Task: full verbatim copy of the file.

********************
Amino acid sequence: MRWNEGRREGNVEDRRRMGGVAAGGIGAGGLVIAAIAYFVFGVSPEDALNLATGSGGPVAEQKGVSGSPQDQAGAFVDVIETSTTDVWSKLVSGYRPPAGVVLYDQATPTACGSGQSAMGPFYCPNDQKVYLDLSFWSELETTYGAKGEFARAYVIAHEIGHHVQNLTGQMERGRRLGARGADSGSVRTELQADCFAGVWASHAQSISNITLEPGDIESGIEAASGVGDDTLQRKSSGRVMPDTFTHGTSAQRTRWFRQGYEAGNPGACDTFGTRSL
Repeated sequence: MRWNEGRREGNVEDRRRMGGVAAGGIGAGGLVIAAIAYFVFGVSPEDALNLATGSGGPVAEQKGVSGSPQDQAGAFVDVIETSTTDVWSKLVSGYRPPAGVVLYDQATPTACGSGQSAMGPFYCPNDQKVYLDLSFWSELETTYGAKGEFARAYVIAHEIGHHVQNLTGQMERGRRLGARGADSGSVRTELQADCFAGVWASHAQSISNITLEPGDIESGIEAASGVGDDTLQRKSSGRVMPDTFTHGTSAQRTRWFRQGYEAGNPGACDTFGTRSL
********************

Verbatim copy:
Amino acid sequence: MRWNEGRREGNVEDRRRMGGVAAGGIGAGGLVIAAIAYFVFGVSPEDALNLATGSGGPVAEQKGVSGSPQDQAGAFVDVIETSTTDVWSKLVSGYRPPAGVVLYDQATPTACGSGQSAMGPFYCPNDQKVYLDLSFWSELETTYGAKGEFARAYVIAHEIGHHVQNLTGQMERGRRLGARGADSGSVRTELQADCFAGVWASHAQSISNITLEPGDIESGIEAASGVGDDTLQRKSSGRVMPDTFTHGTSAQRTRWFRQGYEAGNPGACDTFGTRSL
Repeated sequence: MRWNEGRREGNVEDRRRMGGVAAGGIGAGGLVIAAIAYFVFGVSPEDALNLATGSGGPVAEQKGVSGSPQDQAGAFVDVIETSTTDVWSKLVSGYRPPAGVVLYDQATPTACGSGQSAMGPFYCPNDQKVYLDLSFWSELETTYGAKGEFARAYVIAHEIGHHVQNLTGQMERGRRLGARGADSGSVRTELQADCFAGVWASHAQSISNITLEPGDIESGIEAASGVGDDTLQRKSSGRVMPDTFTHGTSAQRTRWFRQGYEAGNPGACDTFGTRSL